Obesity is a serious health problem affecting approximately one-third of the adult population in the United States. Obese individuals have an increased risk of diabetes and cardiovascular disease, including hypertension. A recent study led by a University of Missouri researcher has identified the enzyme responsible for obesity-related hypertension - a finding that could lead to new treatment options.
“Hypertension is a condition in which arterial blood vessels are exposed to persistently elevated blood pressure, making the heart work harder to pump blood to the body,” said William Durante, a professor of medical pharmacology and physiology at the MU School of Medicine and lead author of the study. “Hypertension can lead to severe health issues such as heart attacks, kidney failure, organ damage, and weakened or ruptured blood vessels. By comparing genetically obese rats to lean rats, we discovered that obese animals were deficient in the amino acid arginine due to elevated activity of the enzyme arginase, which breaks down this molecule.”
Although arginase is present throughout the body, it is primarily found in the liver. Its role is to assist in the breakdown of ammonia, which is eventually flushed out during urination. However, Durante’s team found significantly increased arginase activity within blood vessels and in the blood of obese rats compared to lean animals.
“The problem with this development is that arginase depletes arteries and blood of arginine, which is needed to generate nitric oxide,” Durante said. “Nitric oxide is a gas formed from arginine that relaxes blood vessels and lowers arterial blood pressure. The destruction of arginine by arginase reduces nitric oxide levels, leading to the constriction of blood vessels and high blood pressure.”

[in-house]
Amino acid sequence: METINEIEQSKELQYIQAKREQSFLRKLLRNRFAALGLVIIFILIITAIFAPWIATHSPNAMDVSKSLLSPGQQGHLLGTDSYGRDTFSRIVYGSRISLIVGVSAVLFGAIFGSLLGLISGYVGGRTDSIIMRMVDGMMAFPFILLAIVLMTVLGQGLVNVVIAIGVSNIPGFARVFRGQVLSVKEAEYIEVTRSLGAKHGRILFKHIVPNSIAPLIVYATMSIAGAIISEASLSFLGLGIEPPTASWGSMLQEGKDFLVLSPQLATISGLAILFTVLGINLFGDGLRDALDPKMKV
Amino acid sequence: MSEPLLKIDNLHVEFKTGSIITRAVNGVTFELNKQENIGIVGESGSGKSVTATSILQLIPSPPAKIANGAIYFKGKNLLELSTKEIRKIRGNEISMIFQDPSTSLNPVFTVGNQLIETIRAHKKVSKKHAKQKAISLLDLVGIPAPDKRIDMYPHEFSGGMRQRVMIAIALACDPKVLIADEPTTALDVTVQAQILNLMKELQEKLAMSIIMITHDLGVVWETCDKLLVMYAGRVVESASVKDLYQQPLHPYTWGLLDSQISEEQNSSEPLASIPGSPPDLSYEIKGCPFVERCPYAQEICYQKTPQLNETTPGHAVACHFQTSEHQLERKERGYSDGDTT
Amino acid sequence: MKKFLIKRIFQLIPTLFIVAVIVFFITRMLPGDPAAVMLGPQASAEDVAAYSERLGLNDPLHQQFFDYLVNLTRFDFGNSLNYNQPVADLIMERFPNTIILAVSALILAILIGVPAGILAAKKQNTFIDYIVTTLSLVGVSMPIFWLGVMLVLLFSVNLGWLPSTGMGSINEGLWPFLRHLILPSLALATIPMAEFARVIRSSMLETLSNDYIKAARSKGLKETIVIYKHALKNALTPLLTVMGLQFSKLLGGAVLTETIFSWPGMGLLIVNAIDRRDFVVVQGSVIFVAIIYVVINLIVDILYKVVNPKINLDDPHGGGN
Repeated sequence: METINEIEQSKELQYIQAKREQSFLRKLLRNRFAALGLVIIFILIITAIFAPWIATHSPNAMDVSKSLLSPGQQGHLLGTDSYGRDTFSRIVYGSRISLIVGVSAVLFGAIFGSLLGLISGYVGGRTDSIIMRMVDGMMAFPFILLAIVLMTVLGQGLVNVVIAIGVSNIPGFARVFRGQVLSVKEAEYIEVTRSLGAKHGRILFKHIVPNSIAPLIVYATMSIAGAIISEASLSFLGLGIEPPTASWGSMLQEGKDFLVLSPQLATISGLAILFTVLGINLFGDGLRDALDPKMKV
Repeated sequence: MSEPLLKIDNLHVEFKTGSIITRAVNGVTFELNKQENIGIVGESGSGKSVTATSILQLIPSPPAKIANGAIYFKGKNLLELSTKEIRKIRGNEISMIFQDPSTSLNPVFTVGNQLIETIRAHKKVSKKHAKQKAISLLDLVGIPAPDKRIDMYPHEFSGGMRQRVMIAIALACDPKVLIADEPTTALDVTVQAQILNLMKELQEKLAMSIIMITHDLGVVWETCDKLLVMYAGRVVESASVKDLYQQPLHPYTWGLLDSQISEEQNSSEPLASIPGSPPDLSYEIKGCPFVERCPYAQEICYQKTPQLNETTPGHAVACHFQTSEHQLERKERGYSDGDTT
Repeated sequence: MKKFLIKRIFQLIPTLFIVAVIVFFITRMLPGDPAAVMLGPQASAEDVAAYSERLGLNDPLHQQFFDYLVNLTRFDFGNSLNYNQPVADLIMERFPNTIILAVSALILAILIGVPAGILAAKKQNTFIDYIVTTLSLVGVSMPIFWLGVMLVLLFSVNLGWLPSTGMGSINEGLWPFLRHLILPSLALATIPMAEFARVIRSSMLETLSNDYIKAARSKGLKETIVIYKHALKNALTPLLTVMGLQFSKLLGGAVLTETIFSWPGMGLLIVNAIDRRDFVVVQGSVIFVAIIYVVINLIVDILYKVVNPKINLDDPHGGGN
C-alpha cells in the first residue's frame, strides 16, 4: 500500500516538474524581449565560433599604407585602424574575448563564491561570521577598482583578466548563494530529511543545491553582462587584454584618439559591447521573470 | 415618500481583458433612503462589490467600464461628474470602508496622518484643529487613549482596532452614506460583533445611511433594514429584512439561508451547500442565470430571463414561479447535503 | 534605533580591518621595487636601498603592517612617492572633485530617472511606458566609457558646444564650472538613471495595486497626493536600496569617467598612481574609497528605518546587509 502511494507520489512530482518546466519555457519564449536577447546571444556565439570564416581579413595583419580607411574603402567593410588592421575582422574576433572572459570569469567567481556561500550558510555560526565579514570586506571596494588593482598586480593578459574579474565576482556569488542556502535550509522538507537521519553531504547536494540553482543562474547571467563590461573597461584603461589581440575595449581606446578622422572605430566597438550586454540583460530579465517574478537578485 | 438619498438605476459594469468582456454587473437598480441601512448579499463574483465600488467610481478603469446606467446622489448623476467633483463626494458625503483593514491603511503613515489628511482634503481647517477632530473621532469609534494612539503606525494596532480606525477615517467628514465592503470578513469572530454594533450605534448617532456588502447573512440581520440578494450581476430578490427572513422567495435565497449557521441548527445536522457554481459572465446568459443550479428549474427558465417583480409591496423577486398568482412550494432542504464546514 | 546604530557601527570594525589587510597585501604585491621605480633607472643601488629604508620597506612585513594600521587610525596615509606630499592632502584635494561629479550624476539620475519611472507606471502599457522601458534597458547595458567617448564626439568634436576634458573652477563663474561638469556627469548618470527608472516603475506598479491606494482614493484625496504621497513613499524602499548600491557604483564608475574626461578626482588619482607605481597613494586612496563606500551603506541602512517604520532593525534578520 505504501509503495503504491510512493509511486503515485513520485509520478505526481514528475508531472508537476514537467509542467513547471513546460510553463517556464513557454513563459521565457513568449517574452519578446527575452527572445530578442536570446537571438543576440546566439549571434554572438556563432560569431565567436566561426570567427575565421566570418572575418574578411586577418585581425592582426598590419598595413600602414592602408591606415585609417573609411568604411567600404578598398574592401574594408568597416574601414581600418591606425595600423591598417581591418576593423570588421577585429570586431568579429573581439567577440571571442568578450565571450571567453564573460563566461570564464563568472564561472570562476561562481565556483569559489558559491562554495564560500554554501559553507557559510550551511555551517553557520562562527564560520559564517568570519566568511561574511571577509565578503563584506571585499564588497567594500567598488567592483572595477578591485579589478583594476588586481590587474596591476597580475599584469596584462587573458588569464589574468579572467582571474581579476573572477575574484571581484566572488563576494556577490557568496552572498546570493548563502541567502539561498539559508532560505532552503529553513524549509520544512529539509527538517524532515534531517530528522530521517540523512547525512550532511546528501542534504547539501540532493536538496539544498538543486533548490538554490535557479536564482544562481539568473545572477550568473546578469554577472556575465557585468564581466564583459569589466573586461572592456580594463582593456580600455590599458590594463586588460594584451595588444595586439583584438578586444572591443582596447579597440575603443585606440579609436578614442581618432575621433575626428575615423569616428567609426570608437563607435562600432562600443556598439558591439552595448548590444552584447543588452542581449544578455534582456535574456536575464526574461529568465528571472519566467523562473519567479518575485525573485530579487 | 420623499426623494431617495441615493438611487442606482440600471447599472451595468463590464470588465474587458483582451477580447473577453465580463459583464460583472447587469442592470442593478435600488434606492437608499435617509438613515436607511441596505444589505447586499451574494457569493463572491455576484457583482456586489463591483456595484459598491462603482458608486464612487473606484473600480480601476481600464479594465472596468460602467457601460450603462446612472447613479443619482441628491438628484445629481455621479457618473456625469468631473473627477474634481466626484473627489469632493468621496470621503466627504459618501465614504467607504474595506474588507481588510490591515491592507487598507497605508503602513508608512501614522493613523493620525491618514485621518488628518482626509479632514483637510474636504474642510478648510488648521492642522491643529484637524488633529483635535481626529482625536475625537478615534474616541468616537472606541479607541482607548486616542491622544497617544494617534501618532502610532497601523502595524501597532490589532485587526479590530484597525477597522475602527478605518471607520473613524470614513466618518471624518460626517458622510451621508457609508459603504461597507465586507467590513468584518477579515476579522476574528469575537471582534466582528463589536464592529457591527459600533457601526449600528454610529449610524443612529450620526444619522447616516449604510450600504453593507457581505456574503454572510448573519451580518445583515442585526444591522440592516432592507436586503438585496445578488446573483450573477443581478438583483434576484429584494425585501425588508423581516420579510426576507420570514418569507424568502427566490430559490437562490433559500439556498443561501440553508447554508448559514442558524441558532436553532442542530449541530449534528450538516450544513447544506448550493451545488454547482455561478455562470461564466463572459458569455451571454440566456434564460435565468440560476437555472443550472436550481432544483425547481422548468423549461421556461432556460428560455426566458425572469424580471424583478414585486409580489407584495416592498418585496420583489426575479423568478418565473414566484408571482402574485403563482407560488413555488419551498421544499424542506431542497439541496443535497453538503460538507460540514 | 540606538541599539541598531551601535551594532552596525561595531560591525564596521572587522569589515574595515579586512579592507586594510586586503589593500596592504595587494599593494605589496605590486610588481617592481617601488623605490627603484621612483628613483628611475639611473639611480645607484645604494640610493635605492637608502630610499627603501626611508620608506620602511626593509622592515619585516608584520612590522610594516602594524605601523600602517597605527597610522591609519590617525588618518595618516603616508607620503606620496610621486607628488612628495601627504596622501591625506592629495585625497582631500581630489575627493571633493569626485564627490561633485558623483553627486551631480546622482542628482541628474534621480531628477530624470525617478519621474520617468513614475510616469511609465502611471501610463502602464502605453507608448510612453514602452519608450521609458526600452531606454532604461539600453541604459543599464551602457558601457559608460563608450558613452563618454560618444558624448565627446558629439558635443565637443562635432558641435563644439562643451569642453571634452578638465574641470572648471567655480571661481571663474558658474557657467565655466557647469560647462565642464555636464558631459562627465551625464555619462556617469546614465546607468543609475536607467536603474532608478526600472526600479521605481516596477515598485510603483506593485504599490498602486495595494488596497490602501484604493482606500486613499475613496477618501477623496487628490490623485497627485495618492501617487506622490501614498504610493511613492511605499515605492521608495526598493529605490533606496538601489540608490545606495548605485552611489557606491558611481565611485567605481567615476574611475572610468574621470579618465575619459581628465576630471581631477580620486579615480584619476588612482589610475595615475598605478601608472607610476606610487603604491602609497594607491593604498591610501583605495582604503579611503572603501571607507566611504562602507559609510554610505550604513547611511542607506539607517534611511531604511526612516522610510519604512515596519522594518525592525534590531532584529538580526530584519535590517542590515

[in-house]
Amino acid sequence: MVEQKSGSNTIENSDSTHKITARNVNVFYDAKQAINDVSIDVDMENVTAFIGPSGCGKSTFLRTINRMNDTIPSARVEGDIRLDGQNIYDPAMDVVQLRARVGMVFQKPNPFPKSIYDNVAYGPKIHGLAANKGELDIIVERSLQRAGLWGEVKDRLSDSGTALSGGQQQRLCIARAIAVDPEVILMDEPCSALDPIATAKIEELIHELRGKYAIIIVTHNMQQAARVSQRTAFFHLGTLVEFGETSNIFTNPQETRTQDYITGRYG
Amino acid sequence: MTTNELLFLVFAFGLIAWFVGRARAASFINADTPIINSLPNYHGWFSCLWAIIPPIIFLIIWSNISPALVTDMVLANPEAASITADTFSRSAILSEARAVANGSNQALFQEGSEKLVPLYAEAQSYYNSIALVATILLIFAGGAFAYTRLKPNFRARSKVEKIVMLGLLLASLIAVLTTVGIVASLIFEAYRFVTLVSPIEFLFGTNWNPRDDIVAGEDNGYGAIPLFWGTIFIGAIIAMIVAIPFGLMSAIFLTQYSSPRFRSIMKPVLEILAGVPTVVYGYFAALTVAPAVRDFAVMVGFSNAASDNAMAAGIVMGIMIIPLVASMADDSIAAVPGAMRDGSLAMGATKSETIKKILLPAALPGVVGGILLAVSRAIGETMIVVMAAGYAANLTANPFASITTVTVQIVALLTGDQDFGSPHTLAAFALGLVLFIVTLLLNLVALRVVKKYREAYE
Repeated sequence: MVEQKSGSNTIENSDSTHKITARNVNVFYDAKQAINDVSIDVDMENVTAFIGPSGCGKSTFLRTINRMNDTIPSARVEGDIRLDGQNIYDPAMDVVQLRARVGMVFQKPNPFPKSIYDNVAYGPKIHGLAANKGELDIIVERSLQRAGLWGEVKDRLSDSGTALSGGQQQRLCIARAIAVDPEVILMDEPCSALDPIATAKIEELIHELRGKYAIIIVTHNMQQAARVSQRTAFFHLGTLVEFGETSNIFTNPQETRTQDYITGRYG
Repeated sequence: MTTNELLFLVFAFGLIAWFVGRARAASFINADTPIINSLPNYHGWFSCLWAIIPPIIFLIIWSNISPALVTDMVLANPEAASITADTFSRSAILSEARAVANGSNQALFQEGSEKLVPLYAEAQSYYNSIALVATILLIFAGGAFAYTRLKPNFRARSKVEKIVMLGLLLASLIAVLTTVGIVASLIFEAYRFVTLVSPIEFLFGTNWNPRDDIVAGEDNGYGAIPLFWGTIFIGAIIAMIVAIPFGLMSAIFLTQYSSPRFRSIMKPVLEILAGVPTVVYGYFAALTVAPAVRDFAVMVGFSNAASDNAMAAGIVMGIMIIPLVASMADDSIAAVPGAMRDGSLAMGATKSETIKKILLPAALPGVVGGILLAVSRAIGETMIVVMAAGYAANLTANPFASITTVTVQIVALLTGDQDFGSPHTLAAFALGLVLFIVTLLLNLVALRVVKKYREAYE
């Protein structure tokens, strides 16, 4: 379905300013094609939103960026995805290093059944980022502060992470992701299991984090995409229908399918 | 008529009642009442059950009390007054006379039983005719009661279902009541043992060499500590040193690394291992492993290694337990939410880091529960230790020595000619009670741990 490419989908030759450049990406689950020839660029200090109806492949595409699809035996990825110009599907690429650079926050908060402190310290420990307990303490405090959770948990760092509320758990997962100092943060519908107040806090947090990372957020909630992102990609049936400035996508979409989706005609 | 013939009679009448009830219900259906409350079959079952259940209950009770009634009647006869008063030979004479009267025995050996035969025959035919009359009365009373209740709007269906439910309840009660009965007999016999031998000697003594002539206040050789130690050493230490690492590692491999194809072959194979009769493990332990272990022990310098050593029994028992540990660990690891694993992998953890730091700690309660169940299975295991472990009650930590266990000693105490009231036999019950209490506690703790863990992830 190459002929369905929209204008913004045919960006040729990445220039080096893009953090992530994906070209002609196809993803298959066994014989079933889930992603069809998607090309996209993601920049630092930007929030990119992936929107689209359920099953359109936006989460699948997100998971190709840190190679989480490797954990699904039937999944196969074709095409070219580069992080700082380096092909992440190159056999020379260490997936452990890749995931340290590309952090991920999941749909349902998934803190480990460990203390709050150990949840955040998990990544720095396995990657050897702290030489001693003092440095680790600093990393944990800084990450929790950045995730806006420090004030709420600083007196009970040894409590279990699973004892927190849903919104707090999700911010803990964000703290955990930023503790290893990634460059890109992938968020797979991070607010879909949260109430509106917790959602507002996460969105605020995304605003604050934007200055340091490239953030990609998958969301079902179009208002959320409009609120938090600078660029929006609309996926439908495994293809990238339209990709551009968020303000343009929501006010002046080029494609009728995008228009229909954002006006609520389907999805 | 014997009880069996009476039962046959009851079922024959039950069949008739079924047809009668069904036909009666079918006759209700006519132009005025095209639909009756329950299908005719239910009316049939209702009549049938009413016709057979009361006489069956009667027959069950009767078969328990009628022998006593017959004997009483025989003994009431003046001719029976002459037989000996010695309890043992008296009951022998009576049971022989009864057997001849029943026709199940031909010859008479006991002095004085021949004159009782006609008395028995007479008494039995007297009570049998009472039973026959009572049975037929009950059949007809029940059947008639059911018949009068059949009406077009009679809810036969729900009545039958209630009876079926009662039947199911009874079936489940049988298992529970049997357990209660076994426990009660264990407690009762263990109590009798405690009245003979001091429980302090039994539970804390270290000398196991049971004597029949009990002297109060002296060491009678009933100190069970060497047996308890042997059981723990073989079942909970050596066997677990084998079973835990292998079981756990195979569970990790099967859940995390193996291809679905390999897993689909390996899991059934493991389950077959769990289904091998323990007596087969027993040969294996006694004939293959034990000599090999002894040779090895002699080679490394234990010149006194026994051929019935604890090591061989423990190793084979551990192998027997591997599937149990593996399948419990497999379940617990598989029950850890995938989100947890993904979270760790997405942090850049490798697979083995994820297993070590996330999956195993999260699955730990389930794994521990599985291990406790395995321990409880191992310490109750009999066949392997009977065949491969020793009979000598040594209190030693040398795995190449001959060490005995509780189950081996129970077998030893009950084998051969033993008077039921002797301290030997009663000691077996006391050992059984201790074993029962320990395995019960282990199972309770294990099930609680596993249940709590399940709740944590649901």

Using two methods to correct the arginine deficiency, Durante’s team first supplemented the diet of obese animals with the amino acid L-arginine. The second method involved using drugs that block the activity of arginase. Although both approaches restored nitric oxide production and reversed hypertension in obese rats, the use of arginase-inhibiting drugs may be a better solution.
“Blocking arginase activity offers a more specific approach in treating hypertension, because you are directly targeting the underlying biochemical defect in obesity,” Durante said. “L-arginine is a natural amino acid commonly found in red meat, poultry, fish and dairy products. It is also manufactured and used as a nutritional supplement or medication. However, a dietary approach using L-arginine may not be the best treatment option. Yes, arginine increases nitric oxide, but it also exerts other biological effects, and it can be converted by arginase to alternative compounds that counteract its benefits to the circulation.”
In future studies, researchers plan to investigate what causes the increase in arginase activity in blood vessels and in the blood of obese animals. However, Durante feels that identifying the role of arginase in the development of obesity-related hypertension will ultimately benefit obese patients.
“Obesity is a significant health issue not only in this country, but worldwide,” Durante said. “The key to reversing the effects of obesity-related hypertension will be to effectively block arginase activity. This new knowledge may help in the discovery of treatment options for obese patients with high blood pressure.”
The study, “Arginase Promotes Endothelial Dysfunction and Hypertension in Obese Rats,” was recently published in Obesity, the official journal of The Obesity Society. Funding for the study was provided by the National Institutes of Health and the American Heart Association.
University of Missouri-Columbia